Engineering Periodontal Tissue Regeneration with the Use of a Novel Periostin Electrospun Scaffold
Master of Engineering Science
Dr. Douglas Hamilton
Clinical therapies for the treatment of periodontitis are unable to reproducibly stimulate regeneration of the periodontium. We assessed the use of a novel electrospun type I collagen scaffold containing recombinant periostin to stimulate regeneration of the periodontal ligament (PDL) and bone. Human PDL cells demonstrated the ability to form a mineralized matrix in vitro and reduced osteogenic potential with increased donor age. In vitro analysis indicated scaffolds were biocompatible, however, periostin did not significantly influence adhesion or growth. In the healing of fenestration defects in rats, type I collagen scaffolds (with and without periostin) initially delayed cell infiltration and increased M2 macrophage recruitment, indicating either an elevated healing response or foreign body reaction. The incorporation of periostin into scaffolds had a limited effect on inflammation, collagen synthesis, and bone formation in vivo. Further optimization of periostin concentration and/or scaffold design is required to determine whether recombinant periostin influences periodontal healing.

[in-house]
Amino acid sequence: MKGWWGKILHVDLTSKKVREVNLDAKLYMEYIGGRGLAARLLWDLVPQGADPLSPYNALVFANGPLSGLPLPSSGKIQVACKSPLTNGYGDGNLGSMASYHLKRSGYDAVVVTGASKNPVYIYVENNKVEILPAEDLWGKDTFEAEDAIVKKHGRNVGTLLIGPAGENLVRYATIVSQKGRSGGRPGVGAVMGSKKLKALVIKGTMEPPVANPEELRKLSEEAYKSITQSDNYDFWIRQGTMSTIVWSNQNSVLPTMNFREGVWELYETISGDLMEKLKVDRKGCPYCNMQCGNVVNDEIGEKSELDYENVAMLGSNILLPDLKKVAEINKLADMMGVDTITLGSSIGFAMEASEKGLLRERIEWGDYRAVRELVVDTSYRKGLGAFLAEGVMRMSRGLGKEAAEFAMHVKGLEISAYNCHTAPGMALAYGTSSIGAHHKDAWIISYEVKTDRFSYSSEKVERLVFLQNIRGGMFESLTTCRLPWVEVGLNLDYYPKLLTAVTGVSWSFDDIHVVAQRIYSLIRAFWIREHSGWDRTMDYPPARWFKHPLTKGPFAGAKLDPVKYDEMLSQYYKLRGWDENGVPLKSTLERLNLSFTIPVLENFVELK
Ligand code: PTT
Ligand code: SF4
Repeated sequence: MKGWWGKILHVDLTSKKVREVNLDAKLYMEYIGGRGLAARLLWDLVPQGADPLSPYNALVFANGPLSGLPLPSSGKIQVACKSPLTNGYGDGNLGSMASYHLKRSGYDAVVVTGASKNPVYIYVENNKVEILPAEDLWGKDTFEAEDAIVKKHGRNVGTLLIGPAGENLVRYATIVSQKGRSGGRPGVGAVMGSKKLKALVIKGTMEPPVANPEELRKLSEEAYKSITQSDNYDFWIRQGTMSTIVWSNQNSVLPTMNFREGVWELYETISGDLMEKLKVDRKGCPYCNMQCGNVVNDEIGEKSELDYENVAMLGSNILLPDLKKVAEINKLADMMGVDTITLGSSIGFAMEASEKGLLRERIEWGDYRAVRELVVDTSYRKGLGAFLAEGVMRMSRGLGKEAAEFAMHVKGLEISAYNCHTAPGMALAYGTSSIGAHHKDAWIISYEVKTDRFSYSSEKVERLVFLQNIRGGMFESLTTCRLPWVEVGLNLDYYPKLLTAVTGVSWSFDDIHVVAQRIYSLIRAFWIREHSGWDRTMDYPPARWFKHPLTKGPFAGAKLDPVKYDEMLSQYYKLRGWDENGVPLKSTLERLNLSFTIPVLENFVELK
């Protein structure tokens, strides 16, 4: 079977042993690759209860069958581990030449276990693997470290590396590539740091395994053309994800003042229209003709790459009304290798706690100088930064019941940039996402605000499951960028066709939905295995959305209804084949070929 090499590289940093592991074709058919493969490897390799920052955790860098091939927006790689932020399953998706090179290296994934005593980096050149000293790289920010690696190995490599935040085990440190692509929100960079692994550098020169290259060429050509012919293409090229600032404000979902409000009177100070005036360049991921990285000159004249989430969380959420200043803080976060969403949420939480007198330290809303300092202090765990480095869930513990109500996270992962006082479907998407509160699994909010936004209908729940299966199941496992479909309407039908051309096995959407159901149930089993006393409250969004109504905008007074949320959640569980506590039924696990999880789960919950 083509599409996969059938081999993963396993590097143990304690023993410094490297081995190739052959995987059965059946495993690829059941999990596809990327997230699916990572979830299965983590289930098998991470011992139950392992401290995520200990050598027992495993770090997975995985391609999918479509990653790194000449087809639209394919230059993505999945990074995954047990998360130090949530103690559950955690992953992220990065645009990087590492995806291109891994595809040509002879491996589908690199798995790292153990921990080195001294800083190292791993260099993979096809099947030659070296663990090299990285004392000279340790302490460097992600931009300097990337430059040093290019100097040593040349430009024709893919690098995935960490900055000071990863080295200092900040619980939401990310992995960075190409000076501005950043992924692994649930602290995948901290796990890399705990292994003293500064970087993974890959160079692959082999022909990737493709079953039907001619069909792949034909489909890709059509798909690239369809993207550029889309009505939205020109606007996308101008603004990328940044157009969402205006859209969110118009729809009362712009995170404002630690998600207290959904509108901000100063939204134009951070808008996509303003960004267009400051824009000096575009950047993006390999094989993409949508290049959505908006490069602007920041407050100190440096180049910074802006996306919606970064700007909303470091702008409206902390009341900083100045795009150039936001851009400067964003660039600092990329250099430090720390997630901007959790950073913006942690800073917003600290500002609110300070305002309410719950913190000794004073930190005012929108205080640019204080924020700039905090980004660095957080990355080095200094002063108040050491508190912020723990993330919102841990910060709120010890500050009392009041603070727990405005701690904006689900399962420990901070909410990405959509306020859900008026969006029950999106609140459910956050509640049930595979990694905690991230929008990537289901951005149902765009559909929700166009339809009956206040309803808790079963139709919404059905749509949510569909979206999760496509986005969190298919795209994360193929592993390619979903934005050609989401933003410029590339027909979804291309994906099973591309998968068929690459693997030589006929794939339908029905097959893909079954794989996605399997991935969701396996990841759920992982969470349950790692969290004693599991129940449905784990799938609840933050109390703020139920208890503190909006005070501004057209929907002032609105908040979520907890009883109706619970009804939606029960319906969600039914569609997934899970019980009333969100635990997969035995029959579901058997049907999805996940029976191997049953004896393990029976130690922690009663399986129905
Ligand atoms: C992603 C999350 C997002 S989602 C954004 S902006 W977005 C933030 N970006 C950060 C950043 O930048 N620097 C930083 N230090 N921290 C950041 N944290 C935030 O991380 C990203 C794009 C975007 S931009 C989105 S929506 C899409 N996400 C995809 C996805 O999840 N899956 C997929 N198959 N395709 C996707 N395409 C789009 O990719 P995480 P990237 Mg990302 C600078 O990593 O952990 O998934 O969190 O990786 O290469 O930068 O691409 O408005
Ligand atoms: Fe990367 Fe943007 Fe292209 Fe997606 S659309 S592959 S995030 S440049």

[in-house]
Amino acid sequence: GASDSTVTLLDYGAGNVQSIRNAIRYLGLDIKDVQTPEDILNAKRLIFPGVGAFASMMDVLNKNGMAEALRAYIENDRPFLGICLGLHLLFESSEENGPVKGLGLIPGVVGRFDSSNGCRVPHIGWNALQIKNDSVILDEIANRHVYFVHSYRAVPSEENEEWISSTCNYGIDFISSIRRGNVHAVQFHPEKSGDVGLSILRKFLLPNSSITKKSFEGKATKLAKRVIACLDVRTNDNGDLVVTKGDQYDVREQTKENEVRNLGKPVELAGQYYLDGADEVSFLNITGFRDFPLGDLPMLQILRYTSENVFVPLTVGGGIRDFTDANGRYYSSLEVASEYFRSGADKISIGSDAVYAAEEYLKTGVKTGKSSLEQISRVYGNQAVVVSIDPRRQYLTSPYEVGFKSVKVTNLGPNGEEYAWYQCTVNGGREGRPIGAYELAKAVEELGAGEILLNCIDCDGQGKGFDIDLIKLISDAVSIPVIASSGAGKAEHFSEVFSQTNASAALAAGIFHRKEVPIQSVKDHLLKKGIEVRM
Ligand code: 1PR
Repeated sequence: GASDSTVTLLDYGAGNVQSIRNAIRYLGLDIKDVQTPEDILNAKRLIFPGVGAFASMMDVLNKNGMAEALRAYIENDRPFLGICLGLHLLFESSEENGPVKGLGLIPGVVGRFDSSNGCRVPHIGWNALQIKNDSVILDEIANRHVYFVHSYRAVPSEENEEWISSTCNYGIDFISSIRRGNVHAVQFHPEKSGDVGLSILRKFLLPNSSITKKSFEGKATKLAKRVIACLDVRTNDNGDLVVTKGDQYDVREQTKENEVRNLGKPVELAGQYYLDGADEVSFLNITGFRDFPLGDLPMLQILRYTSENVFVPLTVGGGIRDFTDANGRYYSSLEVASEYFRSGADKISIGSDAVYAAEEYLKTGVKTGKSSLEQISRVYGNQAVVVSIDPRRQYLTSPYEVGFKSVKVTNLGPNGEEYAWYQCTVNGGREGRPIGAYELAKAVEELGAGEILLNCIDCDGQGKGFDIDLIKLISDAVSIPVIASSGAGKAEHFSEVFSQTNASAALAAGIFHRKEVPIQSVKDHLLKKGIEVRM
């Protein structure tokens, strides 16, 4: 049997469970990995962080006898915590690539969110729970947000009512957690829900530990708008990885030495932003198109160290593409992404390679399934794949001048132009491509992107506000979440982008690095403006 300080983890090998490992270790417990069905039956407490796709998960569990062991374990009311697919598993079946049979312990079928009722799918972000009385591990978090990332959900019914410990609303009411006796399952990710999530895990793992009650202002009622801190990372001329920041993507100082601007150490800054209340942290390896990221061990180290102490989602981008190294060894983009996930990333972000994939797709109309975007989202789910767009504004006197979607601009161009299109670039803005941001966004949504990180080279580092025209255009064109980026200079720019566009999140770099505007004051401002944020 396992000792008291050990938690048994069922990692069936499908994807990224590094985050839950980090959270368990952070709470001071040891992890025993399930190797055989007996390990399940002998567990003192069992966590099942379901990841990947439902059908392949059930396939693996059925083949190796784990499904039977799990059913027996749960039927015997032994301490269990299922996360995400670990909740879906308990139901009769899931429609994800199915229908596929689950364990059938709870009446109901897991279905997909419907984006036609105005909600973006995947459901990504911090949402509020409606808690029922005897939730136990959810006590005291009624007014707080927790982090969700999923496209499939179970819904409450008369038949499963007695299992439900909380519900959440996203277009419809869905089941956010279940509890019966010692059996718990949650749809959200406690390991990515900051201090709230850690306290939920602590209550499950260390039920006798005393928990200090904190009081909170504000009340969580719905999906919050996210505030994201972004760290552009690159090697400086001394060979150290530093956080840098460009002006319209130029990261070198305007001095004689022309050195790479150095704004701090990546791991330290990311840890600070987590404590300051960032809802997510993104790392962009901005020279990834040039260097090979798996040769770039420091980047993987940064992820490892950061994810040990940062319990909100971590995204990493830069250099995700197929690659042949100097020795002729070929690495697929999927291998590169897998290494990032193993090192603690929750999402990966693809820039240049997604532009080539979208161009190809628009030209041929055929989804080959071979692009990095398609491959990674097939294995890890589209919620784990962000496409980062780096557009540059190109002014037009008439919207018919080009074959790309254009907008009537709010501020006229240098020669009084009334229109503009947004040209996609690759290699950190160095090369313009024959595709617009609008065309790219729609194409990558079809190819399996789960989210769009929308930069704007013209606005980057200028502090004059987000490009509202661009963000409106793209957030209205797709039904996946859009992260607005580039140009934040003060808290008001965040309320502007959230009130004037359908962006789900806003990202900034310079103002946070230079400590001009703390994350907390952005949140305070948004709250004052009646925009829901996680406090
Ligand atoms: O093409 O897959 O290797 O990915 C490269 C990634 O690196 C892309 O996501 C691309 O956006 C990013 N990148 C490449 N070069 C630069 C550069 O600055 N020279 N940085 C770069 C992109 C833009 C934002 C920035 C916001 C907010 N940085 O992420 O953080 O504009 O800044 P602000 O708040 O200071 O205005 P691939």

Creber, Kendal I., "Engineering Periodontal Tissue Regeneration with the Use of a Novel Periostin Electrospun Scaffold" (2015). Electronic Thesis and Dissertation Repository. 2731.